Luke Rowe leads Team Sky home in Tour of Britain opening stage through Norfolk and Suffolk after Mark Cavendish crash
Team Sky continued their tremendous season with the opening stage victory of this year's Tour of Britain at the Royal Norfolk Showground on Sunday – but the winner was not the man most of the bumper crowd was waiting on.
Welsh 22-year-old Luke Rowe, only officially added to Sky's six-man Tour squad a few days earlier, was the one who weaved his way through the tight lanes leading to and through the finish after a scorching 199.6km trek from Ipswich.
Scheduled to be Mark Cavendish's lead-out man, Rowe's stage win left him to mop up the podium – crossing the line to lead the points competition and a 10-second time bonus to claim the leaders' gold jersey.
'It was pretty incredible to win today,' said Rowe. 'It was quite unexpected but this is my biggest win to date so I am rather happy.
'I know I'm capable of producing a good lead out but the way it turned out just shows how unpredictable our sport is, and that's what makes it so special.'
Admittedly, Cavendish was the object of the huge crowd's affection – and the world road race champion and Tour de France sprint legend seemed destined to take all the headlines again once the stage's courageous breakaway quartet, alone on the road since the opening few miles, was finally swallowed up with 10km to go.
But once Jonny Clarke, Kristian House, Rony Martias and Niels Wytinck were collected the carnage began, as the peloton found the winding country lanes from Dereham to the Norfolk Showground final� too narrow to handle.
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The field had already ridden out one clash at the back before, with attention on the rapidly approaching finish now a little more than 1km, a second spill caught Cavendish in the wrong place at the wrong time.
The Manxman slammed to the showground asphalt with a heavy impact to his hip. A clutch of riders in the tight group followed suit to tear another slice off the peloton.
Some of the crowd at the finish slammed the barriers in frustrated disbelief.
Coming inside the final 3km, the pile-up did not cost anyone any time – only Cavendish a glorious finish. The Manxman was already guaranteed most of the headlines, after news broke over the weekend of his hopes to leave Team Sky ahead of 2013 in an effort to preserve his efforts for future Tour de France stage victories – something seemingly compromised while at a team focused on overall classifications with the likes of Bradley Wiggins and Chris Froome leading the way.
But rather than a broad smile, Cavendish wore blood and dirt as he cut a gloomy figure over the finish.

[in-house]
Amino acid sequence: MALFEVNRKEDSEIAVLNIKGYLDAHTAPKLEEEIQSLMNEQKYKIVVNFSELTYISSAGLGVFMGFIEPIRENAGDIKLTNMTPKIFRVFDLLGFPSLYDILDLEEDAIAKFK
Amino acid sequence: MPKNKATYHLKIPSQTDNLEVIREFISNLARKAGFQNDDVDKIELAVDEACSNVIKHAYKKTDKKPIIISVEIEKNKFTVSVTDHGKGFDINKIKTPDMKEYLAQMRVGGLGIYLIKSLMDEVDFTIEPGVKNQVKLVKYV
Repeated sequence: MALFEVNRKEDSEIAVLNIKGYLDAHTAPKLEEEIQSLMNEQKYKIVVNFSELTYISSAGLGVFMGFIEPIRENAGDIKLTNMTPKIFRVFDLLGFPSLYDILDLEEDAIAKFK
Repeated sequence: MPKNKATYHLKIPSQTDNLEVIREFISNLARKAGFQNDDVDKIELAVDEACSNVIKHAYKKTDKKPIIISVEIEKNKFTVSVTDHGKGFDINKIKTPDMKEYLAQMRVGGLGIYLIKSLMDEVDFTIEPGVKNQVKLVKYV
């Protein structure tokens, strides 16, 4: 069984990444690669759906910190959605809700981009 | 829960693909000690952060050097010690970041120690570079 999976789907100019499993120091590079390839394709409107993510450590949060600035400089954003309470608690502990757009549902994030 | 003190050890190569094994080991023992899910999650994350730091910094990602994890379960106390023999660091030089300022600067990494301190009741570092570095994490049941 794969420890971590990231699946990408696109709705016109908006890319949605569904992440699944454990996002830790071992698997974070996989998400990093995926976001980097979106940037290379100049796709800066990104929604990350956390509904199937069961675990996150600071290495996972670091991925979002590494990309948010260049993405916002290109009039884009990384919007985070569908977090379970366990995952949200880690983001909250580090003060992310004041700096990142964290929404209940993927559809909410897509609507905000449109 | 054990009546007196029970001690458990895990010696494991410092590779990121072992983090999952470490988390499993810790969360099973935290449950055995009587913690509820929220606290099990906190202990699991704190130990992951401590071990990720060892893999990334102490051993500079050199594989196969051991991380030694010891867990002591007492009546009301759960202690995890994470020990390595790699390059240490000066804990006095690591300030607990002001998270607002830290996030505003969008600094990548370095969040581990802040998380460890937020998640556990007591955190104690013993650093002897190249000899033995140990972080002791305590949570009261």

The opposite could be said of his lead-out man, who beamed at bringing home United Healthcare's Boy van Poppel and British sprinter Ross Downing of Endura, and then a strung-out field.
Rowe added: 'Coming towards the end of the race, we had Brad on the front and I was behind him, and Cav was sitting third because we were lining the stage up for him. But I looked round when he went down and shouted to Brad, 'It's for me', so we went full gas.
'For me whoever I'm leading out, whether it's Cav or whoever's on my wheel, I've just got to do the best job possible for them.'
After a late switch with Sky team-mate Tommy Lofkvist set up the one he wanted, Rowe is taking advantage of his first year as a professional.
'I got called up about two weeks ago, which was when I knew I was riding and Tommy was going to Canada – we swapped race programmes so I got called up pretty late really,' said Rowe.
'This was a race at the start of the year I had an eye on, and I said to the team I wanted to do it because stage six (Welshpool to Caerphilly) literally goes past my back garden. It was a race I always wanted to do, so to get called up and now to win a stage is pretty special.
'To be honest, the first couple of months I was quite shocked how fast the level of racing was and the extra step-up to pro tour is something else.
'But the past month I have started to find my feet and adapt to the level of racing, and I came into here with quite a lot of confidence. I went quite well in Denmark recently so I was quietly confident in my form and knew I was coming into the race in good shape.'
The flat route took 166 riders from Ipswich to Aldeburgh and along the east coast, before heading inland at Caister and arriving at Easton's showground via Hoveton, Reepham and Dereham.
House leads the fledgling King of the Mountains competition from Wytinck and Martias after gentle category three climbs at Snape, Westleton and Swanton Morley.
The first sprints of the tour at Melton, Great Yarmouth and Coltishall sent Martias ahead of House and Clarke before Rowe rode to the top of the standings at the finish, while Martias' Saur Sojasun lead the early team rankings.
AN Post Sean Kelly team's Wytnick was the final man of the breakaway to be caught – earning him the stage's combativity award.
After a lengthy overnight transfer, the tour resumes Monday morning in Nottingham for a 180.7km trip into the Peak District, finishing at Knowlsey Safari Park, with Rowe taking a three-second lead from Martias on to the road.